Immunoproteomics, a technique involving two-dimensional electrophoresis (2-DE), followed by immunoblotting, is an approach to identify specific antigenic proteins in high resolution in a wide range of proteins expressed by different organisms (19, 20). The combination of proteomics with Western blotting may support discovery of numerous novel antigens and will help us to screen novel serological diagnostic markers and vaccine candidates. The approach proved to be highly successful in characterizing expressed proteins from other parasitic organisms, such as Toxoplasma gondi, Neospora caninum, Eimeria tenella, Schistosoma japonicum, and Trichinella spiralis (2123). In the analysis of S. mansoni, previous studies have addressed the differential protein expression in different developmental stages and the new findings may provide insight into Spirometra development and biology (24). However, to our knowledge, no ES antigens of S. mansoni plerocercoids have been analyzed by immunoproteomics and identified by tandem mass spectrometry.

The purpose of this study was to identify the early diagnostic antigens in S. mansoni plerocercoid ES proteins recognized by early infection sera. The ES proteins from plerocercoids were analyzed by two-dimensional electrophoresis (2-DE) and Western blot probed with early sera from the sparganum-infected mice at 14 days post infection (dpi). Then, the immunoreactive protein spots were identified and characterized by Matrix-assisted laser desorption ionization (MALDI)-time-of-flight (TOF)/-TOF-MS analyses in combination with bioinformatics analysis.

Materials and Methods
Parasite and experimental animals

Plerocercoids (spargana) of S. mansoni were collected from subcutaneous tissue and muscles of the naturally infected wild frogs (Rana limnocharis and Rana nigromaculata) which were captured from the suburbs of Zhengzhou city of Henan Province, China. The collected worms were washed five times in physiological saline for further inoculating to mice. Forty-day-old specific pathogen-free (SPF) Kunming mice weighing 20 to 25 g were purchased from the Experimental Animal Center of Henan province and bred in plastic micro-isolator cages were used for the study. All procedures of animal experiment of this study were approved by the Life Science Ethics Committee of Zhengzhou University.

Collection of spargana and infection sera

After their blood being collected, sixty male SPF Kunming mice were inoculated each with two spargana by gastric intubation with physiological saline with the animals under ether anesthesia. From 6 to 28 days post-infection (dpi), 100 µl of tail vein blood was collected on alternate days from each infected animal. All of the infected mice were sacrificed at 28 dpi by deep ether anesthesia, and their carcasses were then skinned. The spargana were recovered for preparation of ES antigens.

Preparation of sparganum ES antigens

The preparation of ES antigens of spargana was performed as previously described (15). Briefly, after washing thoroughly in sterile normal saline solution and serum-free RPMI-1640 medium supplemented with 100 U penicillin per milliliter and 100 U streptomycin per milliliter, the spargana were incubated in a 75 cm2 culture dish with the same medium at concentration of five worms/10 ml for 18 h at 37°C in 5% CO2. After incubation, the media that contained the ES products were filtered through a 0.2-µm membrane into a 50-ml conical tube and then centrifuged at 4°C, 15,000×g for 30 min. The supernatant was dialyzed and then lyophilized by a vacuum concentration and freeze-drying (Heto Mxi-Dry-Lyo, Denmark). The ES antigens were diluted to a concentration of 0.71 mg/ml and stored at -20°C before use.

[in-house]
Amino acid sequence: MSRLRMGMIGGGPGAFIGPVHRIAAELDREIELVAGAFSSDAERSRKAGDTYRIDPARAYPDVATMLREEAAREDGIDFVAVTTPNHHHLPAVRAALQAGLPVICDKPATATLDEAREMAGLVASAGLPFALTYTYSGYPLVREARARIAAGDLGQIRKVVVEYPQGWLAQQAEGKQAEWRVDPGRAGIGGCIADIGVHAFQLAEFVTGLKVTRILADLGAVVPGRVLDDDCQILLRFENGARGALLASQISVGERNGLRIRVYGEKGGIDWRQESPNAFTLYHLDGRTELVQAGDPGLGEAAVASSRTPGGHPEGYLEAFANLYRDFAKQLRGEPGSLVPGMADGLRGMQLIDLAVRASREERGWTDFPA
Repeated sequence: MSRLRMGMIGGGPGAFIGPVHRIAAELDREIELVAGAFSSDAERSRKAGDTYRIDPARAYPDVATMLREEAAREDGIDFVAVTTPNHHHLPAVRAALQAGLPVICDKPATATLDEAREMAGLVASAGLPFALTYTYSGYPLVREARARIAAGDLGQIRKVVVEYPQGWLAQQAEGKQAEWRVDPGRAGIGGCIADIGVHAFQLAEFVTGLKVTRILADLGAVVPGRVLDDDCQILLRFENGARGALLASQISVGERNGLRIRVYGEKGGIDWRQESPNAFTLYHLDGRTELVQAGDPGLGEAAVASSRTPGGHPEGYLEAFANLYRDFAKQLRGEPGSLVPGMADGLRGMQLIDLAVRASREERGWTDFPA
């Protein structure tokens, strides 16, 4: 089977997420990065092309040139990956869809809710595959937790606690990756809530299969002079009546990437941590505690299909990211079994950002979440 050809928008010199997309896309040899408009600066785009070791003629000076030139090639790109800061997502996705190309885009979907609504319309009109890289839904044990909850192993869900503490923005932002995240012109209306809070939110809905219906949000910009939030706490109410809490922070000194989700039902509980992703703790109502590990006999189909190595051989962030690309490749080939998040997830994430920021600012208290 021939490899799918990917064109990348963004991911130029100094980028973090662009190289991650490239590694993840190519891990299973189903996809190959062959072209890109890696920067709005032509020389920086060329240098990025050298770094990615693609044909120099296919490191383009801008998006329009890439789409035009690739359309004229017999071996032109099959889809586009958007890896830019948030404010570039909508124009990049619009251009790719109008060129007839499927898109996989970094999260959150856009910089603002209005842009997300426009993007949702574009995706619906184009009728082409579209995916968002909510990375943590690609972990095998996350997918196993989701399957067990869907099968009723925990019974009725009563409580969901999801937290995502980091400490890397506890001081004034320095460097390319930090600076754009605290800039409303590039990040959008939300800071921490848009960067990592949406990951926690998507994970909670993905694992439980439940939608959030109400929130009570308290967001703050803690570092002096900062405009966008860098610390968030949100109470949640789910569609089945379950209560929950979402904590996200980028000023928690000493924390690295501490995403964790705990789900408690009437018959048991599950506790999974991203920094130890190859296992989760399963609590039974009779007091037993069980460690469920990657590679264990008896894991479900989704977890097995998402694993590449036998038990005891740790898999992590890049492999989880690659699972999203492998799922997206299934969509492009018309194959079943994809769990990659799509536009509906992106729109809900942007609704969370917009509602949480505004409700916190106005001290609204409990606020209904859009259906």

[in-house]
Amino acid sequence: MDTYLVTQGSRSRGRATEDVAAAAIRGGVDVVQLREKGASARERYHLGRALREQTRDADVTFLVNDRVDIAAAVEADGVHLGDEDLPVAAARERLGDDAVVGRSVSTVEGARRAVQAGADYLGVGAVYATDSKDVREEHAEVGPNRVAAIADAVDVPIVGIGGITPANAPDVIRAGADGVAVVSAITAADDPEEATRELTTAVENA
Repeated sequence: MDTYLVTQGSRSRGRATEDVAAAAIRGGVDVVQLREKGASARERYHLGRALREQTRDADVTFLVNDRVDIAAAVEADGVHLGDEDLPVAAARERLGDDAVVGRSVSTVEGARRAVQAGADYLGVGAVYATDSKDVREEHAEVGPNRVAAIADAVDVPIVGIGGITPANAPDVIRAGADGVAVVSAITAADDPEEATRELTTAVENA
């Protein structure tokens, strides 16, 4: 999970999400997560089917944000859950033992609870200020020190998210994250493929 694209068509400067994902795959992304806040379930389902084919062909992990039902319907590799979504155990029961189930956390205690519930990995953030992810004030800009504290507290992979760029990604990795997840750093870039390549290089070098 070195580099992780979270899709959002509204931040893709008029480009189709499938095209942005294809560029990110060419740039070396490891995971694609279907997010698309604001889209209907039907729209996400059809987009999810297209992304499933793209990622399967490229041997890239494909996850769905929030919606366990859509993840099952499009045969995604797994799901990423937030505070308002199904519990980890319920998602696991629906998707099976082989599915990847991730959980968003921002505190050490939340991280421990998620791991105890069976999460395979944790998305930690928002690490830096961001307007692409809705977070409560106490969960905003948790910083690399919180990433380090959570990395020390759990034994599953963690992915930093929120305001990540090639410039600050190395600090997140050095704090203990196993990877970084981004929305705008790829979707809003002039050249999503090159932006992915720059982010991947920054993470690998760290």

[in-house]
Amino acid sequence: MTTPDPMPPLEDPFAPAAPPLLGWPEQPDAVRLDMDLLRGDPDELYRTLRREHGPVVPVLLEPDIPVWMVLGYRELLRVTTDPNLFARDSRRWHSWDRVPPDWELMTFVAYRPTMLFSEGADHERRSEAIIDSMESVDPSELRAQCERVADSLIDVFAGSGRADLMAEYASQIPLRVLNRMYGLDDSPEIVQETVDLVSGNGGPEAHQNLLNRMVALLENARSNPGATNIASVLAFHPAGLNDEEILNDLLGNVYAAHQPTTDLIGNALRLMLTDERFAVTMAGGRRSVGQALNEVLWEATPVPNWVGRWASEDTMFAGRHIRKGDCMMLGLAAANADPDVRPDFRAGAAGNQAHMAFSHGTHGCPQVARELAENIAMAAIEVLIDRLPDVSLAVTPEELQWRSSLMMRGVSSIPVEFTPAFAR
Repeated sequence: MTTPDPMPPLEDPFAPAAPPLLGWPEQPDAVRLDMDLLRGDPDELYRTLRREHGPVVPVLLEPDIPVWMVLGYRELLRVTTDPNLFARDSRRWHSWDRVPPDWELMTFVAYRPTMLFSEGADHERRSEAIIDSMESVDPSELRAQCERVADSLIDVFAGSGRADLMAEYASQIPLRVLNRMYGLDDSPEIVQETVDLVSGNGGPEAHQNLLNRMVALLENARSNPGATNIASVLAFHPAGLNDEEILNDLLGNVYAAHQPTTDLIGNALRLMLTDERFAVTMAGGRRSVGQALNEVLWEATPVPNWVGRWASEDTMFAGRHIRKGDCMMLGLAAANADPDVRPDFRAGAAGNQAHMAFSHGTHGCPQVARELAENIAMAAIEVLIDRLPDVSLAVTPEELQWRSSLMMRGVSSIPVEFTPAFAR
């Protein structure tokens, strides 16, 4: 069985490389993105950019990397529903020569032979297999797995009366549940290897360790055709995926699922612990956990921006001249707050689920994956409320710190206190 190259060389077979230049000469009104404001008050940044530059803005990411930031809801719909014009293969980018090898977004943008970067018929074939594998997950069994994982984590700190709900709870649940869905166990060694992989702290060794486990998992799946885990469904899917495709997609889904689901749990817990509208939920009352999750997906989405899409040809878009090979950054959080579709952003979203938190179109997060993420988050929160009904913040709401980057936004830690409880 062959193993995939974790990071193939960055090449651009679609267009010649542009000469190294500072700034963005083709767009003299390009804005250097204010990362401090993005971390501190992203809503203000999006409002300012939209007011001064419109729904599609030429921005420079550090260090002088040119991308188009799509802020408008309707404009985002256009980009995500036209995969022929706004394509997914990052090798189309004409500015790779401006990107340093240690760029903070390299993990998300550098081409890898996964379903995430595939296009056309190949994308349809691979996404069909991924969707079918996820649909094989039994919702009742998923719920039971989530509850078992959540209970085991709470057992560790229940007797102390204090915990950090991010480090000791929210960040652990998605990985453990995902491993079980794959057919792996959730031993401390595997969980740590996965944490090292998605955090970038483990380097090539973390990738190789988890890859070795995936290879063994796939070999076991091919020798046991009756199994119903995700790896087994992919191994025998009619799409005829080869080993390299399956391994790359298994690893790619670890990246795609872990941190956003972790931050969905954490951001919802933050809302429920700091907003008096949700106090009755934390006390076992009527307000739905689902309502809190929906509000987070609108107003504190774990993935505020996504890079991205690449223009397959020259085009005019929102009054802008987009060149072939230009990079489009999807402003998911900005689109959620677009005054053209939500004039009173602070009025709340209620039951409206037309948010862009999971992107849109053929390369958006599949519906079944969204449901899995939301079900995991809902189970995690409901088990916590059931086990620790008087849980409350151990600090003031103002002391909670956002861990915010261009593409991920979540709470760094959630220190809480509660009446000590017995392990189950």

The ES proteins were precipitated using trichloroacetic acid (TCA) and acetone as previously described method with some modi-fications (25). Briefly, the sample was suspended in 10% TCA in acetone for 3 h at -20°C. After centrifugation at 15 000 g for 15 min at 4 °C, the pellet was resuspended in cold acetone washed for four times. The final pellet was air-dried. The 2-DE was performed as previously described (26). Briefly, the pellet was suspended in rehydration buffer [7M urea, 2M thiourea, 4% CHAPS, 65 mM DTT, 0.2% IPG buffer (pH 3-10) and 0.001% bromophenol blue], containing 700 µg of the protein samples in a total volume of 200 µl and centrifuged at 15 000 g for 10 min at room temperature to remove the insoluble materials. The supernatant was loaded onto 11-cm pH 3-10 immobilized pH gradient (IPG) strips (Bio-Rad, USA) by over-night reswelling and separated by isoelectric focusing (IEF) using a Protean IEF Cell (Bio-Rad, USA). IEF was performed using a Protean IEF Cell at 20 °C as follows: S1: 50 V, 12h; S2:250 V, 30 min;S3: 1 000 V, 30 min; S4: 8 000 V, 4 h; and S5: 8 000V, 40 000 Vh (using a limit of 50 µA/strip). After IEF, the IPG strips were equilibrated sequentially, first in equilibration buffer (6 M urea, 0.375 M Tris-HCl pH 8.8, 2% SDS and 20% glycerol) containing 2% dithiothreitol, then in equilibration buffer containing 2.5% iodoacetamide. The second dimension was performed on 12% SDS-PAGE using a Mini Protean cell (Bio-Rad, USA). Proteins were separated for 30 min at 10 mA and then at 23 mA until the dye front reached the bottom of the gel at 16°C. Three replicates were run for the sample. After 2D gel electrophoresis, proteins were either stained with Coomassie blue R-250 for proteomic analysis or used for immunoblotting as previously described (27). The tests were repeated three times.

Western blot analysis

Proteins from 2-DE gels were transferred onto polyvinylidene difluoride membrane (PVDF) membranes by semi-dry transfer cell (Bio-Rad, USA) for 1 h at 20 V (27). The membranes were blocked with 5% skimmed milk at 37°C for 1 h. Following three washes with TBST, the membranes were incubated with sera of infected mice (1:100 dilutions) overnight at 4°C. After washing with TBST, blots were then incubated with horseradish peroxidase (HRP)-conjugated goat anti-mouse IgG (Sigma, USA) (1: 6, 000 dilutions) at 37 °C for 1 h. Following three additional washes, the membranes were developed with the enhanced chemiluminescent (ECL) kit (CWBIO, China). Sera collected from mice before infection were used as controls. Immunoblot experiments were conducted in triplicate, with no variation in results observed. Images of immunoblots were captured using ImageScanner (GE healthcare, USA) and aligned with equivalent protein stained 2-DE gels using Image Master 2D Platinum 6.0 (GE healthcare, USA).